Celebrating 16 years since moving overseas and feeling a bit nostalgic…
I don’t think I’ve ever been so proud of producing a meal as I was the night I prepared our first “real” dinner in Zagreb.
We’d probably been there 2 or 3 days and I’d just begun to figure out not only where the grocery store was, but also what was what inside the store. Ever mindful of the time in Slovakia we’d purchased a liter of apple cider vinegar thinking it was apple juice, I proceeded cautiously.
Thankfully these were not grocery stores a la suburban America, but more like corner stores in New York City. With a fairly limited selection, I couldn’t go too wrong. The local products were the hardest to decipher – I spoke no Croatian of course – so I gravitated toward international brands that had ingredient lists in multiple languages. Pasta was no problem; penne is penne, and canned tomatoes, onions and olive oil were easy to figure out. The dairy case was a different story: I’d never heard of kefir (but came to love it), couldn’t find any milk (it was all UHT milk, and thus not in the cold case), and had to guess what might be sour cream.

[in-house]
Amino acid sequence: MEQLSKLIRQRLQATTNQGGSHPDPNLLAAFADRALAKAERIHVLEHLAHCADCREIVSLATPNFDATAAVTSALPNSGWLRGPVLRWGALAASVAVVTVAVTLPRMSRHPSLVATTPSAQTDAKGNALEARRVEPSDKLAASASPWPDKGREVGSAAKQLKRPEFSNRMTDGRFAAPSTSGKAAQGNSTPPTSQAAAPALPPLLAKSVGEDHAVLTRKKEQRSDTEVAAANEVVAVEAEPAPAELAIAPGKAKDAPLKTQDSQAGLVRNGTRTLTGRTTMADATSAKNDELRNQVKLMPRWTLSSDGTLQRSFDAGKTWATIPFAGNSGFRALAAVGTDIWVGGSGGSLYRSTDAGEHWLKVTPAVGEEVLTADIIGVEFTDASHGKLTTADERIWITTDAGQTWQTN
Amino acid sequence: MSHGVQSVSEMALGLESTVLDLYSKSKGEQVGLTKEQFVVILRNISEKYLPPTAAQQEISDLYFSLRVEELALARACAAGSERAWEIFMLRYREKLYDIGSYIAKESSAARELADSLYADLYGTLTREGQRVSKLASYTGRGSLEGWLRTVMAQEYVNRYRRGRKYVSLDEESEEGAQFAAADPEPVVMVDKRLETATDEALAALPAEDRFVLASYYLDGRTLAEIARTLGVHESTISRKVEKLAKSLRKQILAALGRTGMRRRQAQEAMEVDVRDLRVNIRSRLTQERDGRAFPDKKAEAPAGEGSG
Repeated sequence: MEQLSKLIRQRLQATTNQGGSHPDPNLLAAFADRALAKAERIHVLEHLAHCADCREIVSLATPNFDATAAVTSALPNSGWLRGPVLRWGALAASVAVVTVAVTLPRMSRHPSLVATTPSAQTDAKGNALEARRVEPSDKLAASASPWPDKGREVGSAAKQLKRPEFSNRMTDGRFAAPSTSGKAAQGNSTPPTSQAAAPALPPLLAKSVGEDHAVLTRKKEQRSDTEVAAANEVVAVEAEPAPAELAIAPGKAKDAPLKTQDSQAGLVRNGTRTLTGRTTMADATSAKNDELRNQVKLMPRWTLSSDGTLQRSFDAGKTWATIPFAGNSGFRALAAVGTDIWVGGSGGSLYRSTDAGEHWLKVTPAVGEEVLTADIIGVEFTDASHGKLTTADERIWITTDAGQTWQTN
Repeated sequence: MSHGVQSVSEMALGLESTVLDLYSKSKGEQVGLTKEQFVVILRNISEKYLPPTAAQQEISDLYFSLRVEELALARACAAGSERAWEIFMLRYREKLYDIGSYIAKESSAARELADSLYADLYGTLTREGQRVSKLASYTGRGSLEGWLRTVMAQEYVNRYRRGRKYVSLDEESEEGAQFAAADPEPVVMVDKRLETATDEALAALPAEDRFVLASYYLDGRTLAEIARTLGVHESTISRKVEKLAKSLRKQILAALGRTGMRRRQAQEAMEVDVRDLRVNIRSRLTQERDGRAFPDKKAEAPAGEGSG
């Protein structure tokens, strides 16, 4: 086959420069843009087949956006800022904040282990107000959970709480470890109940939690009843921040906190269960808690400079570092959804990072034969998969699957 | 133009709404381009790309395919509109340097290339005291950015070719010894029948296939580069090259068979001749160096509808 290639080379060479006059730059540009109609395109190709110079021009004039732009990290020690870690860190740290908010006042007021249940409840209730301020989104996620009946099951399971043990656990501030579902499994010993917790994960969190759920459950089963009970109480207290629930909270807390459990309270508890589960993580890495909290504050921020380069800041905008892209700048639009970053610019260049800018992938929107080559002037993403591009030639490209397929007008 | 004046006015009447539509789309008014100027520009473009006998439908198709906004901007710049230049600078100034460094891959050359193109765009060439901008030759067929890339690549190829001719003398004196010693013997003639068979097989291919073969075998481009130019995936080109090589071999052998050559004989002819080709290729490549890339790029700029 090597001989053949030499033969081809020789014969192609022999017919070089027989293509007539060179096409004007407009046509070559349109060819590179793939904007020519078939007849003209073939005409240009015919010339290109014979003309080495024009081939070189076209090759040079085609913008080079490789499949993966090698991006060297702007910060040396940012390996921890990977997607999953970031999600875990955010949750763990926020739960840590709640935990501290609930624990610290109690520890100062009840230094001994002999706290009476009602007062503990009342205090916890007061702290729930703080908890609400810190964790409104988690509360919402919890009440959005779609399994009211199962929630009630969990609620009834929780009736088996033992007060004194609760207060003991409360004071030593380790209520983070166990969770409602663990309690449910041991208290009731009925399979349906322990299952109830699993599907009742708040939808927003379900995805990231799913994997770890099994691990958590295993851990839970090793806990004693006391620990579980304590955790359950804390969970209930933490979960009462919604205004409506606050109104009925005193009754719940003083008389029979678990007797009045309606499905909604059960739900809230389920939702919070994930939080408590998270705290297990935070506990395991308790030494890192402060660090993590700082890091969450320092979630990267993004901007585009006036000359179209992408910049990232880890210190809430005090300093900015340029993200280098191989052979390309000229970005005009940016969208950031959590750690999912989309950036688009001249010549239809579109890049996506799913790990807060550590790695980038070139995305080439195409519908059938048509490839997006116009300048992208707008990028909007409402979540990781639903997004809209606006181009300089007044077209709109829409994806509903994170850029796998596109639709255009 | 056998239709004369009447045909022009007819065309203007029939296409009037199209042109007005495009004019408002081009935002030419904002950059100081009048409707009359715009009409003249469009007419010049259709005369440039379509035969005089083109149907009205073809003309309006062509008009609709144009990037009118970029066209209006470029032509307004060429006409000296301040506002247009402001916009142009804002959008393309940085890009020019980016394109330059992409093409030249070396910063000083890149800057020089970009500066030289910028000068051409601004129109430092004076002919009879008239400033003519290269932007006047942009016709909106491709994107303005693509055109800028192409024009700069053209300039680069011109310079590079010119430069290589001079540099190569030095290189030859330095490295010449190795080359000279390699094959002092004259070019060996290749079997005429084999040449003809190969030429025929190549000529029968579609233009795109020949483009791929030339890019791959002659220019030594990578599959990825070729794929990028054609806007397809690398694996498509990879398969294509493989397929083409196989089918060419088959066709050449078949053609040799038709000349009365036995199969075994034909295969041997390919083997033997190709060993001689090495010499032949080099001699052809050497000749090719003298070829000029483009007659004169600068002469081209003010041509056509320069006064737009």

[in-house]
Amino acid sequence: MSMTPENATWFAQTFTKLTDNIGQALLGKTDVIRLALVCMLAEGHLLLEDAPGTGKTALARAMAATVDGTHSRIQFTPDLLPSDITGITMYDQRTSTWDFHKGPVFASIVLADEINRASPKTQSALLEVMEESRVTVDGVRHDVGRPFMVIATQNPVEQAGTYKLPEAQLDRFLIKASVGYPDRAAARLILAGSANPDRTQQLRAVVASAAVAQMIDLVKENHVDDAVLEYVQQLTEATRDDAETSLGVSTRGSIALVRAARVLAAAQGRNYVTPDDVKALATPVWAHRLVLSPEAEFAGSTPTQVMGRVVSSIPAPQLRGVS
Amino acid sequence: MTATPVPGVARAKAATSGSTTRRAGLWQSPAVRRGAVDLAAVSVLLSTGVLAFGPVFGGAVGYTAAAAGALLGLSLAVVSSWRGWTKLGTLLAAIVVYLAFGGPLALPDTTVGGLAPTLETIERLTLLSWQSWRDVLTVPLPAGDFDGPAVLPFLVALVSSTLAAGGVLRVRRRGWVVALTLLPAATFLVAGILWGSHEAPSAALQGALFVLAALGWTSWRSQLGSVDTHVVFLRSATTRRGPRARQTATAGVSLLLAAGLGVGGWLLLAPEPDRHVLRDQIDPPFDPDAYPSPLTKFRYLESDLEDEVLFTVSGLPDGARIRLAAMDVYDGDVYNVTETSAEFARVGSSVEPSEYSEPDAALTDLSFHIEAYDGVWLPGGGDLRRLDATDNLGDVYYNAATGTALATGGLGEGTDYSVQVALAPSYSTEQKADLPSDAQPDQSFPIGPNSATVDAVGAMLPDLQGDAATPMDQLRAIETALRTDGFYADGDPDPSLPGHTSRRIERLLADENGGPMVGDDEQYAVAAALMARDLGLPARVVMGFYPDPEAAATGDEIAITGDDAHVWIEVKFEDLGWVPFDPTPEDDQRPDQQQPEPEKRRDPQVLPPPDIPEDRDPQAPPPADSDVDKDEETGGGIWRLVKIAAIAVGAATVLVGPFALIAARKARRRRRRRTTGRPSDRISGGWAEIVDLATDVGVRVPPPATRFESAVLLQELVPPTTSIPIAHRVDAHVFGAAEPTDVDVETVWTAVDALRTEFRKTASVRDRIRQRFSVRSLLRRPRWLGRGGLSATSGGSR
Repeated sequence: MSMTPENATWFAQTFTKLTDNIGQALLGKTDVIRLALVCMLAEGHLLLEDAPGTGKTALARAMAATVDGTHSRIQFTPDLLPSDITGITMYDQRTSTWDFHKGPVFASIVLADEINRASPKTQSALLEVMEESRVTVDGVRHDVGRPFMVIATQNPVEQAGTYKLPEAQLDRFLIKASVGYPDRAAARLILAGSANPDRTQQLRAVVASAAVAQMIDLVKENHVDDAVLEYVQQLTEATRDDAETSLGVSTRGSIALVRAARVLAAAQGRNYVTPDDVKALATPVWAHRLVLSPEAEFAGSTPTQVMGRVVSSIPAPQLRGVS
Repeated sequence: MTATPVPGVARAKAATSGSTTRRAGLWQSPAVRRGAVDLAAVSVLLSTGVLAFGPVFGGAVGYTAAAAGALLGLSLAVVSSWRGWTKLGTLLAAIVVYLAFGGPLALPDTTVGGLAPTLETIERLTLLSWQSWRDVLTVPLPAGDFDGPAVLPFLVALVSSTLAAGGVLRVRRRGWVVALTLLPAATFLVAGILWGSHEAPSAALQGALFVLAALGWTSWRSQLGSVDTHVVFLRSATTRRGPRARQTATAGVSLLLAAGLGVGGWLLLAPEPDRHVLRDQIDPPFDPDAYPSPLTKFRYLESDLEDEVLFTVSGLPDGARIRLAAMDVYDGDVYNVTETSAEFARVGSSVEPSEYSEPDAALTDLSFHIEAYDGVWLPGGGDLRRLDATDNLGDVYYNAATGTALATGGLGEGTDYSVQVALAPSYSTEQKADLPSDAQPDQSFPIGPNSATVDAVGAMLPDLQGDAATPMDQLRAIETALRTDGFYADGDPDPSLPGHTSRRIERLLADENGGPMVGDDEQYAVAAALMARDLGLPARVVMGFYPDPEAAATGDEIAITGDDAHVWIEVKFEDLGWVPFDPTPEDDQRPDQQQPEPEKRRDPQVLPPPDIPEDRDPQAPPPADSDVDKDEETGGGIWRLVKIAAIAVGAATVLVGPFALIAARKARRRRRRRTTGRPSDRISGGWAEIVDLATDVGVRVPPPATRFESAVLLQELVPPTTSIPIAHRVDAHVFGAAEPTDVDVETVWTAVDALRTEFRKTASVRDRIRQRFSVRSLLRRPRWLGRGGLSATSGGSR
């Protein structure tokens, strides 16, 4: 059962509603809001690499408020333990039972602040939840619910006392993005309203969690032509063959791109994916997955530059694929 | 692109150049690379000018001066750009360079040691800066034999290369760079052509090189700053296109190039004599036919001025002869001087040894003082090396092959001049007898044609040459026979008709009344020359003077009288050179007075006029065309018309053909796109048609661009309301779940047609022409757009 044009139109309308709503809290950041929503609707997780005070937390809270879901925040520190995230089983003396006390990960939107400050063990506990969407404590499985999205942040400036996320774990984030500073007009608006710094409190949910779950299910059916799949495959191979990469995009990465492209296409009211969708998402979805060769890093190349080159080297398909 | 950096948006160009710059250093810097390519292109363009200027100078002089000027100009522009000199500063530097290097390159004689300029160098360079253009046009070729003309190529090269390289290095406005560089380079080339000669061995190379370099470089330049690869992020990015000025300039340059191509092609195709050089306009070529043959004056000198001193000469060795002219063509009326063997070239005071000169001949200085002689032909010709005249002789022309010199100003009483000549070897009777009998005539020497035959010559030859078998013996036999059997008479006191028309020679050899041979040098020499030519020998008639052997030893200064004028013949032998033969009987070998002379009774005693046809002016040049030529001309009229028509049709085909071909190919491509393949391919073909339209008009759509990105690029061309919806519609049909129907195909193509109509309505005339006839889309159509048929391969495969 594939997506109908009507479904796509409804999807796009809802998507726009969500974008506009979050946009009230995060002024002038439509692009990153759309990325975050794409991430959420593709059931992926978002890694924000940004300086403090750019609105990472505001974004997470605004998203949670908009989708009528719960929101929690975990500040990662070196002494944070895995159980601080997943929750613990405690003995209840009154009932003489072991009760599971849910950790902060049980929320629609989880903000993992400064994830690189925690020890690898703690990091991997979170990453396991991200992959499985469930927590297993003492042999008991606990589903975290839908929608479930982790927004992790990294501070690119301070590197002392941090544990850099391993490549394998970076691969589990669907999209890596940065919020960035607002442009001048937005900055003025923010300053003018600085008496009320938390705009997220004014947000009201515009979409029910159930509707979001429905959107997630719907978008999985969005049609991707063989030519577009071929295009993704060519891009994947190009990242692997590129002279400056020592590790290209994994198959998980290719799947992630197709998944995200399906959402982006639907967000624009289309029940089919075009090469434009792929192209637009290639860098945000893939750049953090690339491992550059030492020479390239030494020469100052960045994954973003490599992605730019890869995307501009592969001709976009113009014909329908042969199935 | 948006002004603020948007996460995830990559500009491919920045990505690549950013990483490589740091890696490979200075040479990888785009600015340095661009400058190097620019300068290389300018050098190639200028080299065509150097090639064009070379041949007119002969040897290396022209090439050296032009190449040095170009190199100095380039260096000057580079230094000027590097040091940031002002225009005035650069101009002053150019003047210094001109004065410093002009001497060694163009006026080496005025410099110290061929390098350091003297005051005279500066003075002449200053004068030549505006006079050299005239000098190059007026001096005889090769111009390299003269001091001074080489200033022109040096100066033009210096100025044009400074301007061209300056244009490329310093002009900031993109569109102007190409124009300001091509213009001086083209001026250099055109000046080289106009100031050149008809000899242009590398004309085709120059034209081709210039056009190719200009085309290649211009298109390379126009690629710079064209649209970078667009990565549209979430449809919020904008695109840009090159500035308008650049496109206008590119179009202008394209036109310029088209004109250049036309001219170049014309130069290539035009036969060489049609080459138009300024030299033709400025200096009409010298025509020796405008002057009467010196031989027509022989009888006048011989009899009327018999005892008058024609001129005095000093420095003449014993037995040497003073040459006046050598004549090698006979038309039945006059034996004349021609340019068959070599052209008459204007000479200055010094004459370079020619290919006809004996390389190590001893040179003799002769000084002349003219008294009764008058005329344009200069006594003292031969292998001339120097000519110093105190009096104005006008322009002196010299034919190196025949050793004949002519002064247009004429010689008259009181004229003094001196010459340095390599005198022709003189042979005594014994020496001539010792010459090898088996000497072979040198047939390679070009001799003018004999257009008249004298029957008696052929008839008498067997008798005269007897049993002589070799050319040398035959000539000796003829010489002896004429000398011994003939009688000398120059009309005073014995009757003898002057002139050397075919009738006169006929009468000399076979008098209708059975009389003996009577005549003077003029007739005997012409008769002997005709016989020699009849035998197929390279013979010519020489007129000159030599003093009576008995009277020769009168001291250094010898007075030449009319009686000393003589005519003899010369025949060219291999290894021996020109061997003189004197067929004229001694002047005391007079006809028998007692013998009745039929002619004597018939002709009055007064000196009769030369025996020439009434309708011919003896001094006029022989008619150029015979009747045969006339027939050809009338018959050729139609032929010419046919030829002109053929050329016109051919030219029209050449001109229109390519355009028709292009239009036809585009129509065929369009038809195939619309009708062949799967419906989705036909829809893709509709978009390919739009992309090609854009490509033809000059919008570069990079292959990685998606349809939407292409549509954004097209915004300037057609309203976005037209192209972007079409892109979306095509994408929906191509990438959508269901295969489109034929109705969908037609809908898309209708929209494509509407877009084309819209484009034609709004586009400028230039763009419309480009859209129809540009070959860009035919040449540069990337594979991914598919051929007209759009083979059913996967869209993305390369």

But, determined not to live on pasta forever, I went searching for inspiration in the aisles and found something I thought might be paprika, or cayenne, or some other red spice. I thought, heck, I’m in Eastern Europe – something like goulash should be possible! Sure enough, coupled with the excursion in the dairy section, I managed to serve chicken paprikas on egg noodles that night. Victory was in hand!
It’s always seemed to me that the people who had the most trouble adjusting to expat life were those who didn’t know how to cook. Staple ingredients such as rice and pasta, as well as fresh fruit and vegetables, are available pretty much anywhere; Rice a Roni and cake mixes, not so much. If you know how to cook from scratch, you will not go hungry, even if you can’t pronouce the names of any of the products you’re buying!